What is a reasonable belief of immediate danger is a short question with a long answer. This could include the actual events of an incident or an alleged victim’s history of violence known, or unknown, to a defendant. Every situation is unique but reasonableness has a certain amount of universal truth to its definition. Let’s take some figures from pop culture as an example. If Kourtney Kardashian walked towards Dewayne “The Rock” Johnson in a threatening manner with closed fists saying she was going to bust him in the face and knock him out, what’s reasonable here? Anybody familiar with the situation would say Ms. Kardashian is both too short to reach Mr. Johnson’s chin to actually punch him and if she somehow did reach he might not even feel it. Would any of you readers believe he could form a reasonable belief of imminent danger?

Now, change the hypothetical. Let’s say she holding a folding chair and has backed him into a corner. He has two choices, either let her hit him or use his strength to disarm her and hold her arms until the police arrive. So long as he only uses the amount of force necessary to he is acting within the law of self-defense in Massachusetts. What if he takes the chair away and pulls out a gun and shoots her. The issue that develops is whether his subsequent use of force is clearly excessive and unreasonable. Some of the evidence that would be considered is the relative size and strength of the parties, the location of the incident as well as what type of weapons are involved.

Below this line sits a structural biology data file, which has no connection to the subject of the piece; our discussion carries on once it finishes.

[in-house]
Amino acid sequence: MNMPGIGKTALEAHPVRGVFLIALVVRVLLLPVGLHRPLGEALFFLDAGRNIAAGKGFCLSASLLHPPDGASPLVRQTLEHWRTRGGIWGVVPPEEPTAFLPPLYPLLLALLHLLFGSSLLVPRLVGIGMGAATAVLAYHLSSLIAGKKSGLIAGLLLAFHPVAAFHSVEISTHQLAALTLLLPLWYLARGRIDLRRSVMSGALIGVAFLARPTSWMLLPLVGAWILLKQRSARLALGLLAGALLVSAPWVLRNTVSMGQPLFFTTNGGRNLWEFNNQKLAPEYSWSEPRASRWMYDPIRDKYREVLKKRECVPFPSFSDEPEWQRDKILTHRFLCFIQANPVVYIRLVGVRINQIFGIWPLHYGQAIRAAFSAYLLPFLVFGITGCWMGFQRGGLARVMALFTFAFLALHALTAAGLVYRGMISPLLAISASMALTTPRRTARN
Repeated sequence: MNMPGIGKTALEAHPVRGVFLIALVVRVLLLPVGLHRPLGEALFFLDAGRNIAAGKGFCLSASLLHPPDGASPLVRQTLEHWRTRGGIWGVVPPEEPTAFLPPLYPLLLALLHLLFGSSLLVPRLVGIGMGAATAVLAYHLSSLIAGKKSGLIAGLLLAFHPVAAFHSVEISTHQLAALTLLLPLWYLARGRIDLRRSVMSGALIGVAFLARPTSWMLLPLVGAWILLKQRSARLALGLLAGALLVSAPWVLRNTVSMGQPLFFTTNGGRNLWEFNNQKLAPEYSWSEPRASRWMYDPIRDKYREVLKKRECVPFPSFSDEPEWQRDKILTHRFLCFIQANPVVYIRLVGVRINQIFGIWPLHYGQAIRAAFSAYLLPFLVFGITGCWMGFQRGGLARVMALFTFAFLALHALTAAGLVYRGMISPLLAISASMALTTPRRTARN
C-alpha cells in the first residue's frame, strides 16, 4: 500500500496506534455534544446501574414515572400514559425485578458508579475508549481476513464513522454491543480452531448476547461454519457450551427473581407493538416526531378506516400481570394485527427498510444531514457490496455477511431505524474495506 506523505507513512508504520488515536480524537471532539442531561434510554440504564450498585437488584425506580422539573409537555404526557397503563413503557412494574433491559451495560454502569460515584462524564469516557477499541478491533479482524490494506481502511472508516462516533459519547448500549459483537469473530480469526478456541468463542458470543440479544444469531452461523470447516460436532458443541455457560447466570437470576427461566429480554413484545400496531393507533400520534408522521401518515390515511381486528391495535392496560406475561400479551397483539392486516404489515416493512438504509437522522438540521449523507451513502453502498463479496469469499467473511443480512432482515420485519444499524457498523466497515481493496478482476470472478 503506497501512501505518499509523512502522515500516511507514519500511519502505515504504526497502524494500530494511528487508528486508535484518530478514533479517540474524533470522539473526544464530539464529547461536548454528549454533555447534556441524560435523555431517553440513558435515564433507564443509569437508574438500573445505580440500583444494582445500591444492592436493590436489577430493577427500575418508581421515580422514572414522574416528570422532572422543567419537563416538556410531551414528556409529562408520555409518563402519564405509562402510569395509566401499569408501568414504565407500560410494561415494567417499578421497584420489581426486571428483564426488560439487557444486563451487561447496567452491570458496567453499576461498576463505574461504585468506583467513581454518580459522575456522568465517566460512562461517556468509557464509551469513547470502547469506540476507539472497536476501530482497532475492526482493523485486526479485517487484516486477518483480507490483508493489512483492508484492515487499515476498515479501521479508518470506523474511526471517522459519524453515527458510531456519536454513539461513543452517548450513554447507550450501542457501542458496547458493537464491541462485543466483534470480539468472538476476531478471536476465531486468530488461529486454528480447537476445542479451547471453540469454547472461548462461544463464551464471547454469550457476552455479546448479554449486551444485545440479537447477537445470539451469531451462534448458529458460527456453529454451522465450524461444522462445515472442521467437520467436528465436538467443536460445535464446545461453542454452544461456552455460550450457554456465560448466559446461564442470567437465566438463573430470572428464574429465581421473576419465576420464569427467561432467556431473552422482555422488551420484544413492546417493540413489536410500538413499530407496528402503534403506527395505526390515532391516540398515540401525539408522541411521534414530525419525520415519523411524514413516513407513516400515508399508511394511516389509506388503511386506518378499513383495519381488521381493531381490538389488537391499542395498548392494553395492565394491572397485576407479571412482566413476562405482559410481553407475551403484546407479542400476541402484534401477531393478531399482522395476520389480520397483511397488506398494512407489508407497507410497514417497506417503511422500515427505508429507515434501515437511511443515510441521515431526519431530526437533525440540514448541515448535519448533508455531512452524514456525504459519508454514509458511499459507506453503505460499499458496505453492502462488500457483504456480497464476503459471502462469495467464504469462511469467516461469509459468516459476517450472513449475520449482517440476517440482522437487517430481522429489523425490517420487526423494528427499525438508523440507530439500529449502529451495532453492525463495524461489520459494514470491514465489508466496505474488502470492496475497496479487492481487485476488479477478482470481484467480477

The current state of the law in Massachusetts is that a person cannot lawfully act in self-defense unless they take advantage of all other reasonable alternatives before using force. What is a reasonable alternative include things like physically walking away, getting help if it could be rendered in time, by holding the attacker at bay or something else depending on the situation. The law takes into account that a person who is attacked has to make choices quickly in an emotional situation. But if you can take yourself out of a situation and put yourself in safety, do it. Human beings have a fight or flight instinct. Walking away from a trash talker in a bar is an easy way to remove yourself from a situation where you might have to confront a physical threat with force.

Sometimes the question of who is the initial aggressor in a case is not crystal clear. For that reason, juries have one of the toughest jobs in our system of justice: making decisions based on evidence in a case.
 

Leonardo Angiulo is an Attorney with the firm of Glickman, Sugarman, Kneeland & Gribouski in Worcester handling legal matters across the Commonwealth. He can be reached by email at [email protected].